“I am inspired by the participants at our Center for Brain Health. Their engagement in our cognitive fitness classes and enthusiasm to learn new brain health and wellness information that can be applied to their daily lives is motivation.”

It might not be surprising that after launching the first brain health center located on a senior living campus in the United States, Dr. Culler was selected to be an Atlantic Fellow for Equity in Brain Health, an opportunity she describes as “once in a lifetime.” She spent a four month residency at the Global Brain Health Institute at Trinity College Dublin, Ireland. She described the institute’s goal as to “reduce the impact of dementia globally, [and] rapidly translate recent evidence and innovation into policy and practice.”

While there, “I looked into community-based dementia care to bring those ideas back.”

Her experience as a fellow drove home her personal need to work on changing policy as an activist and advocate for brain health. Traditional coursework in the US taught her only about policy in respect to understanding US healthcare policy. Her cohort took a deep dive on how to affect policy.

“I need to get more involved on the local and state level. Ohio is one of the states that doesn’t have a dementia plan…My education is a privilege.” She understands her fellowship was “to impact and have new areas of expertise advance policy and the funding forward, to better serve” brain health here.

“Other states have state-wide dementia plans. We have age-friendly, but not dementia-friendly policies and plans.” Plans include how to encourage businesses to be more dementia-friendly and how to create communities where people with memory diagnoses can remain socially engaged. Many of the plans involve awareness-building efforts on the grassroots level.

“Women suffer from depression, stroke and dementia twice as much as men and an astounding 70% of new Alzheimer’s patients will be women.” Improving lives despite such disparities “will come down to our policies,” Dr. Culler explains. She has already offered classes on the social determinants of brain health and she will have another one post-fellowship at the center soon. “Brain health is 30% genetic, but 70% lifestyle.” October 19th, she is teaching a class entitled “Women and-Brain-Health: From Tips to Science.”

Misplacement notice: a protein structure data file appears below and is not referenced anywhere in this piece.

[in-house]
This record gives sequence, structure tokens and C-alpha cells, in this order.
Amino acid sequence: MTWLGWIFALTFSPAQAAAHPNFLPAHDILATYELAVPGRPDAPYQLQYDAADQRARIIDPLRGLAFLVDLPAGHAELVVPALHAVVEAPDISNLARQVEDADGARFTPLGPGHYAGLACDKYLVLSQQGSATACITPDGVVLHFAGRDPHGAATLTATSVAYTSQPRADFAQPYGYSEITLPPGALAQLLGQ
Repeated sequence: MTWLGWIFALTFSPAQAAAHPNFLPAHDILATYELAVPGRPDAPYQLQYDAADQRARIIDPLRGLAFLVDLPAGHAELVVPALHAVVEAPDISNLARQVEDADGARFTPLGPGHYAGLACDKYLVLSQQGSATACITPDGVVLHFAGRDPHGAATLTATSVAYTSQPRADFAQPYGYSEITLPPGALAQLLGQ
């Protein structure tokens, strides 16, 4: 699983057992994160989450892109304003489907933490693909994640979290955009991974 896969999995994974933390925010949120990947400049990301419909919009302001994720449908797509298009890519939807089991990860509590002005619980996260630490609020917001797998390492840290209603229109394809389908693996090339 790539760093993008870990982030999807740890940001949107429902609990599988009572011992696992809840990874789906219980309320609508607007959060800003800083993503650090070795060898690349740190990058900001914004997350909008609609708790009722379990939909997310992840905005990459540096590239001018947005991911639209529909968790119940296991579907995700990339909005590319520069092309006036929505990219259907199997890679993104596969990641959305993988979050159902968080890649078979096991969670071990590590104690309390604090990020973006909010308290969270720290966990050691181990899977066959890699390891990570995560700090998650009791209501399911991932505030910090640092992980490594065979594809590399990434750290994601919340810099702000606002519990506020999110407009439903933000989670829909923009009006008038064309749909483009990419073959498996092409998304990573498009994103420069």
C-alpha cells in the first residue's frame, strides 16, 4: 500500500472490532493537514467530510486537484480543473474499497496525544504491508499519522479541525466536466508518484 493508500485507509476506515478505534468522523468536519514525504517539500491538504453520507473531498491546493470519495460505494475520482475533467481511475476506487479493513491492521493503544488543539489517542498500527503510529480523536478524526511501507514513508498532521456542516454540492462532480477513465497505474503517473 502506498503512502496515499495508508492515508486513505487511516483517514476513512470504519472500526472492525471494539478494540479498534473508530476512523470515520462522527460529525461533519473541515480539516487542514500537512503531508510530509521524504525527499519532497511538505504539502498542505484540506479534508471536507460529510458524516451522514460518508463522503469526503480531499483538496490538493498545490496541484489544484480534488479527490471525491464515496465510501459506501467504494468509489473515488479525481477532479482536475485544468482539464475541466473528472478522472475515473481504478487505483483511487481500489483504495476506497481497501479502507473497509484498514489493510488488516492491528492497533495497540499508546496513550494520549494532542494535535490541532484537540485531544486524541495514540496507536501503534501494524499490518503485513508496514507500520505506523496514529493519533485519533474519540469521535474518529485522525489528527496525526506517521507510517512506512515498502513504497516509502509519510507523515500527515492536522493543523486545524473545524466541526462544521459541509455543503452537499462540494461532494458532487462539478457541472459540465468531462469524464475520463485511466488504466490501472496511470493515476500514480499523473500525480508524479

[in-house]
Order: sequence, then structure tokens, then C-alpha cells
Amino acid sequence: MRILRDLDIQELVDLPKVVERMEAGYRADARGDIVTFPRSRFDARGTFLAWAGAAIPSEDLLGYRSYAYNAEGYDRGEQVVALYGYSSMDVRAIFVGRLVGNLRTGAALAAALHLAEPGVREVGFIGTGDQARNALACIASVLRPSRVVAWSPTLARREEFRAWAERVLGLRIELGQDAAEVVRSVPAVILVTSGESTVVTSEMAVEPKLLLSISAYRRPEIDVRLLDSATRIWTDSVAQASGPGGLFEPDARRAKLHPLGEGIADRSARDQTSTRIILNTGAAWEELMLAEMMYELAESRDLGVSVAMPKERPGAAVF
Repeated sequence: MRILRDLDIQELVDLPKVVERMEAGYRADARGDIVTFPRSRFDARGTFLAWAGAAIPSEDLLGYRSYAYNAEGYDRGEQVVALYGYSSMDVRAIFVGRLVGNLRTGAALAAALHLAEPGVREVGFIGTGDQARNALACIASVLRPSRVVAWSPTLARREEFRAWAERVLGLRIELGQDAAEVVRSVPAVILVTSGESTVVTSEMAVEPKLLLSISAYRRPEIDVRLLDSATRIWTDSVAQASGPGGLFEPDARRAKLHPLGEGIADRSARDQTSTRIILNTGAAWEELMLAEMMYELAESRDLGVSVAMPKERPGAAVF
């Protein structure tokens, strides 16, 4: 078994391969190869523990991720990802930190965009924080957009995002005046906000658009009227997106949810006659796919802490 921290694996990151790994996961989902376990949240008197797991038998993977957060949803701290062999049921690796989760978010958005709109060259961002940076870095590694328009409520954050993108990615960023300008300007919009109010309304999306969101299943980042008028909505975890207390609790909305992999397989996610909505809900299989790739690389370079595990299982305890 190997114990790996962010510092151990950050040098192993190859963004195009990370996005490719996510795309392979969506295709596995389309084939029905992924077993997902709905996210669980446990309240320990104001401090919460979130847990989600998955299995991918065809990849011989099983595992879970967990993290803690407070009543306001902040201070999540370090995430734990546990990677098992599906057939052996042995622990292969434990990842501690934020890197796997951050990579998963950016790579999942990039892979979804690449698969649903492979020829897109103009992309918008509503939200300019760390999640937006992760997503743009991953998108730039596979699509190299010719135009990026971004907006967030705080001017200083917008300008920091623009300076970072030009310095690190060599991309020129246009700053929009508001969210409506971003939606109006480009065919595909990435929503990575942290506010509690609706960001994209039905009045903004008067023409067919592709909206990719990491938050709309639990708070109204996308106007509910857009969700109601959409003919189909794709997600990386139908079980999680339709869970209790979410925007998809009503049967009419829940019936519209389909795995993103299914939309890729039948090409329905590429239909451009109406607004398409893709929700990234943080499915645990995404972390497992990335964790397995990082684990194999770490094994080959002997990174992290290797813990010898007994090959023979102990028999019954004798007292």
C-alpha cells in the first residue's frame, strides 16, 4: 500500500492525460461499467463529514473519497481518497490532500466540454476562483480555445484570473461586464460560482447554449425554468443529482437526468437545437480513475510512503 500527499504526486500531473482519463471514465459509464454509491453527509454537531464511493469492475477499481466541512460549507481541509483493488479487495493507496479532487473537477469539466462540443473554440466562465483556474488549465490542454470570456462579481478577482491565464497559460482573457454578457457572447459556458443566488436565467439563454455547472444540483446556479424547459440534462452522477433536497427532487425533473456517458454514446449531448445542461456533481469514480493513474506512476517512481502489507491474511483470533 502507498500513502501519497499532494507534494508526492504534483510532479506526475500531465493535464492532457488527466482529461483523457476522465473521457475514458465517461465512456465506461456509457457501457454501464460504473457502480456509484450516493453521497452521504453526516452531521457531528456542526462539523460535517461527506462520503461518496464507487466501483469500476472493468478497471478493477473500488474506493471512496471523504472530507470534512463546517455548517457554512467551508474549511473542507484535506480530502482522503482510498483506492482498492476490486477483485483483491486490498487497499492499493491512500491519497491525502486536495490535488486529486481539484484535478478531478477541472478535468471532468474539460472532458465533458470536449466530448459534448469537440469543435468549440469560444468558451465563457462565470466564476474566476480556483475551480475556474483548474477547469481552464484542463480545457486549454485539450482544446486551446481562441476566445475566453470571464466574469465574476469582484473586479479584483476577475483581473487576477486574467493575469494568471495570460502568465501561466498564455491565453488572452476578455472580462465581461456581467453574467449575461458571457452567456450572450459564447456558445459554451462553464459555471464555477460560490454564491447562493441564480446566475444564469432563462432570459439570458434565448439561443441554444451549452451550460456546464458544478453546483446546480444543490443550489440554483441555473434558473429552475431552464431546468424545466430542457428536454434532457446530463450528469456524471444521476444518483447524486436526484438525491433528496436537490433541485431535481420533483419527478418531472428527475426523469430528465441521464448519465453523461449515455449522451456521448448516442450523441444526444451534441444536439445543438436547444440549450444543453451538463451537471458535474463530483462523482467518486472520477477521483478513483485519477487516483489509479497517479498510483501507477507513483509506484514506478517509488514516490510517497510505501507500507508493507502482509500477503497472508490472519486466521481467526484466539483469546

“The brain health field identifies health disparities that impact women and individuals from different races with new initiatives examining the role of women at the epicenter of Alzheimer’s disease and dementia.” Dr. Culler was encouraged that at the Alzheimer’s Disease International Conference, for the first time, it had a session on women and brain health.

“Brain health is a hot topic in health care and Cleveland is on the map with the recent launch of the Cleveland Brain Health Initiative,” she continued.

The Initiative, out of Case Western Reserve University, launched a couple weeks ago with the collaboration of four major health systems and 470 neuroscience researchers. “It is an exciting time for brain health in the area!”

Dr. Culler keeps very engaged in Northeast Ohio besides doing outreach for the center. She currently teaches at two universities and is a new contributing author to “a blog that discusses all things mental performance optimization” called Prymd. Nationally. Dr. Culler participates as a member of the National Task Group on Intellectual Disabilities and Dementia and is actively involved with the American Society on Aging. She recently was appointed to their Healthcare and Aging Network Leadership Committee.

Even when she is relaxing “with my four-legged kids (my dogs and fat cat),” she engages with the community through pets. Since 2009, she has volunteered with Canine Companions for Independence, a non-profit organization that provides service dogs to individuals with disabilities, raising three puppies for them and contributing as a speaker. Previously, she volunteered with Crossroads Hospice as a registered therapy dog handler with Pet Partners.

She loves the outdoors and the Chagrin Falls area, in particular. “Sometimes they have events close to the water, and some restaurants and the parks are pet-friendly.”